Some construction companies see equipment warranties as a necessary evil, while others disregard their importance and hope for the best.
If you’re among the latter, you might find yourself in hot water when your machine fails, and you have to pay for the repair and replacement machinery out of your own pocket.
This article will explain what types of warranties you can get for heavy equipment and how they benefit you. Once we go through all their advantages, we’ll show you how to get the most out of your warranties.
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Types of Construction Equipment Warranties
What your warranty covers depends on which type of it the manufacturer offers to you. So, before signing anything, understand the different types of warranties.
The standard warranty is the most basic type; it covers equipment protection, but without including any scheduled servicing tasks such as oil changes and filter inspections.
Some standard warranties cover the expense of transport to and from the maintenance shop, while others don’t. If this is an essential aspect to you, opt for someone willing to cover this cost.
The extended option costs more because, as its name suggests, it offers an additional warranty for certain equipment parts.
For example, you may want the manufacturer to cover the damage that can happen to your powertrain and hydraulics. In that case, you should choose an extended warranty that will cover just that.
But beware of the pitfalls of extended warranties: you have to name exactly what you want to cover in the contract. Otherwise, the warranty won’t cover it.
For example, a powertrain warranty won’t cover the equipment frame, and you’ll have to pay for any necessary repairs there yourself.
There are also specialized warranties that cover specific machinery parts as opposed to protecting the entire machine. If you opt for a parts warranty, you can get an original equipment manufacturer’s (OEM) part for free.
A popular example is the powertrain warranty which covers all the components necessary to get your equipment to run.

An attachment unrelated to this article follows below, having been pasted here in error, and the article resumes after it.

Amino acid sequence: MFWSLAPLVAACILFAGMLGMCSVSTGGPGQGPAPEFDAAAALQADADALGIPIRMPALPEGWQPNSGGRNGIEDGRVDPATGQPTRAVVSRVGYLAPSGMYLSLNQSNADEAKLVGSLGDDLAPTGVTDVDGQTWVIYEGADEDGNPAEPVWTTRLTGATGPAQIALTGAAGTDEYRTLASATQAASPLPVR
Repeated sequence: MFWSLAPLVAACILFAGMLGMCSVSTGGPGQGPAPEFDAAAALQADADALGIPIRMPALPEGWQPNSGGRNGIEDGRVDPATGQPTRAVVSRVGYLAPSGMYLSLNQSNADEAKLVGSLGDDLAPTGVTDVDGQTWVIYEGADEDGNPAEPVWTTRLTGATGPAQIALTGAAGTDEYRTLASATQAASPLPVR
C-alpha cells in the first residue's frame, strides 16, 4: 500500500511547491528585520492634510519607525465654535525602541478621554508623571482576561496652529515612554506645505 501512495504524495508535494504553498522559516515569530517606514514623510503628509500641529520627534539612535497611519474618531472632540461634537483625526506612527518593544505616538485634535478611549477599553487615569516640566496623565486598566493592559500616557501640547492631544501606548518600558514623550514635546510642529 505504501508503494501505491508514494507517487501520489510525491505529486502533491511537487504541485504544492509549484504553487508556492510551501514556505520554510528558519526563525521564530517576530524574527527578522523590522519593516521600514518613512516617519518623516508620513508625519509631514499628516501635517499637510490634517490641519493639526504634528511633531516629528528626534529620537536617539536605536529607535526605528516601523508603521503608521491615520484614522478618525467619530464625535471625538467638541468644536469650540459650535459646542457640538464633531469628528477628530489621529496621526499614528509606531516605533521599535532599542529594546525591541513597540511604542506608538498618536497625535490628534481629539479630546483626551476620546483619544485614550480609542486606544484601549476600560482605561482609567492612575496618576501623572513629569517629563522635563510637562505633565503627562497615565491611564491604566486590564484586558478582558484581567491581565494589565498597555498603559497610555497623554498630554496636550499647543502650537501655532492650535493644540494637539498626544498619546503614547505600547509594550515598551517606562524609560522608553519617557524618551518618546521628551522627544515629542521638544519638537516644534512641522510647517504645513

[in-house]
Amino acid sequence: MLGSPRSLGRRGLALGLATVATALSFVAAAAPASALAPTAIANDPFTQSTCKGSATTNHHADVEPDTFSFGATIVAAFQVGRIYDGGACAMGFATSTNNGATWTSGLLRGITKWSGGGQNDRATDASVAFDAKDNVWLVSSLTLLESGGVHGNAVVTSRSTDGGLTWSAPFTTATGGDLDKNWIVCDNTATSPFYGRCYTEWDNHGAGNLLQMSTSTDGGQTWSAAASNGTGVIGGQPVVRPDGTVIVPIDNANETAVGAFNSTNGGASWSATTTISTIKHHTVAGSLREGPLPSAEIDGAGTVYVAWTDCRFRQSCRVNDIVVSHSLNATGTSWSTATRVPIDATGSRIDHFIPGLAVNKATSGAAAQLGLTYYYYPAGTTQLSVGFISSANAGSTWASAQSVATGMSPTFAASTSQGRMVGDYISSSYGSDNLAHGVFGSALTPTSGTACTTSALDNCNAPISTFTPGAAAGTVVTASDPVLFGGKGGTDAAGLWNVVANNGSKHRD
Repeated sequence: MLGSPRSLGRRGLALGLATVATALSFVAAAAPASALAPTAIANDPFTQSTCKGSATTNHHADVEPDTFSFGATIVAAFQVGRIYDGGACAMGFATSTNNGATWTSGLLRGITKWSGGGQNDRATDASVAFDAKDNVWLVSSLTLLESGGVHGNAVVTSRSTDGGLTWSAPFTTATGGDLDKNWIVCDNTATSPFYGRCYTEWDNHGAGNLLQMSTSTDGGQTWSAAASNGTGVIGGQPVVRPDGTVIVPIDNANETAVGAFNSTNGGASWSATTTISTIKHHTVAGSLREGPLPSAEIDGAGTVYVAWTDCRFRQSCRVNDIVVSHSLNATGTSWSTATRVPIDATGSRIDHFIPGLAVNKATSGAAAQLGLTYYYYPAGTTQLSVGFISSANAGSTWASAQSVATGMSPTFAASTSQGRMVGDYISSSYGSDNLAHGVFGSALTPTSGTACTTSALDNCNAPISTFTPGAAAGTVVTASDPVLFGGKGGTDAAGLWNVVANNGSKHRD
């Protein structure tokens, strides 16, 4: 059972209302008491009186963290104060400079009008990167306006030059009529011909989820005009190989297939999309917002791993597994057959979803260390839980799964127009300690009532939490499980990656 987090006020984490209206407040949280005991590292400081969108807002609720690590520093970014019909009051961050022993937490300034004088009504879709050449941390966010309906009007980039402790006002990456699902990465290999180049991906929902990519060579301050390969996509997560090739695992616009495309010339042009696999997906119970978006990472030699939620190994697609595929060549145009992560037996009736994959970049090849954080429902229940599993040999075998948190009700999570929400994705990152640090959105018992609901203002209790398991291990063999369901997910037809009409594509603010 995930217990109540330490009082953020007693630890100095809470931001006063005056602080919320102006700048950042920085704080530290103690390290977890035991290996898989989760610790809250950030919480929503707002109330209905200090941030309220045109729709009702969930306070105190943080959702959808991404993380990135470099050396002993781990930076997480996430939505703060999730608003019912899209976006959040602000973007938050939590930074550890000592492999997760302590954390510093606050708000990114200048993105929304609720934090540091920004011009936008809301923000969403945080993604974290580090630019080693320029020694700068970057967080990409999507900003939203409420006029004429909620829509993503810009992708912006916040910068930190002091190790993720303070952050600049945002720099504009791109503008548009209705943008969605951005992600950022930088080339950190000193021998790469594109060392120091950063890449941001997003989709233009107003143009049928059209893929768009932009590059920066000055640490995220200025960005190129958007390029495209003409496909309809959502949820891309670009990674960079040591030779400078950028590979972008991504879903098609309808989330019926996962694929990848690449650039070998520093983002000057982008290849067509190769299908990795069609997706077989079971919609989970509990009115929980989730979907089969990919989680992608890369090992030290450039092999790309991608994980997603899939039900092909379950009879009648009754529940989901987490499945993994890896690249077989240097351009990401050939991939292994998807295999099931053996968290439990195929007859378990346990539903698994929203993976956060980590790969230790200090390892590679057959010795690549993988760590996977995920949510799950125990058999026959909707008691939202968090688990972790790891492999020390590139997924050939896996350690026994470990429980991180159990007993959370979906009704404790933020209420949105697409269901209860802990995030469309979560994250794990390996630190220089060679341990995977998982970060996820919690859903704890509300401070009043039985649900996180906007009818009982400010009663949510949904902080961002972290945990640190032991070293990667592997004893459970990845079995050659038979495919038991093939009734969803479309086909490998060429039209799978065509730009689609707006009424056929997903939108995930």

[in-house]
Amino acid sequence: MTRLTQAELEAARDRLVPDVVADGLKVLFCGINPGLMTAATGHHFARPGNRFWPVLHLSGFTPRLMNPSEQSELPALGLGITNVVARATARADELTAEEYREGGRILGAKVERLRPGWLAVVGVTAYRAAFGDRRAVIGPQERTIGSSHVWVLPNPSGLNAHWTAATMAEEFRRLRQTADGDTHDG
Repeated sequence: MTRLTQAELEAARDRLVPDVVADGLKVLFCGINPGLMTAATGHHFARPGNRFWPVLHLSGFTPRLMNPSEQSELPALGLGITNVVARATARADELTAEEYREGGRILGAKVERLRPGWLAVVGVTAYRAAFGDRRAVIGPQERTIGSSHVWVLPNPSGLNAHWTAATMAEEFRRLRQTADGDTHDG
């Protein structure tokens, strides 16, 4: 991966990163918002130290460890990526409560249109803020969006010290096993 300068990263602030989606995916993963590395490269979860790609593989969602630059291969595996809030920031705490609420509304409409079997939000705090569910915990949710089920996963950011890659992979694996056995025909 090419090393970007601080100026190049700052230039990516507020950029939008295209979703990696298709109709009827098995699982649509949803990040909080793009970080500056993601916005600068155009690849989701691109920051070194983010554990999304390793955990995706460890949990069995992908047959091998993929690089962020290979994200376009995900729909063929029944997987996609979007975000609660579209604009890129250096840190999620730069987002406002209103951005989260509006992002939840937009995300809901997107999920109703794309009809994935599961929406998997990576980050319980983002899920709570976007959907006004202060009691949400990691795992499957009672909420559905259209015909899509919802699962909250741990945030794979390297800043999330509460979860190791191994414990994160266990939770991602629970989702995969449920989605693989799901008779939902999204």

The powertrain warranty ensures a replacement of any part of the powertrain system, including the engine, generator, motor, and power shift, among others.
This type of warranty is also among the longest-lasting ones offered as the engine should be in good working order for an extended period of time.
What You Get Out of Heavy Equipment Warranties
Heavy equipment warranties come in handy in case of any kind of failure or accident. So, it’s no wonder that respondents of Hanover’s survey said they buy heavy equipment based on whether it comes with a warranty.
This means that even if a piece of machinery is cost-effective and has a fantastic maintenance network, the majority of people will still look for a machine that comes with a warranty.
Why is that so?
Well, there are numerous reasons. The most important one is that a warranty covers any damage to your equipment during a certain period of use in terms of parts, servicing, and labor.
Of course, the warranty is valid until you tamper with the machinery or cause the damage yourself.
You can look at it as the manufacturer’s way of guaranteeing that their product is top quality and that it will maintain that high standard in the year(s) after the purchase.
Let’s go over some benefits of heavy equipment warranties in more detail.
No Debilitating Repair Costs
Imagine the following situation, and you’ll see just how much warranties can benefit you.
You purchase a brand new excavator for $100,000. It’s a lot, but you know you’ll get your money’s worth out of the machine.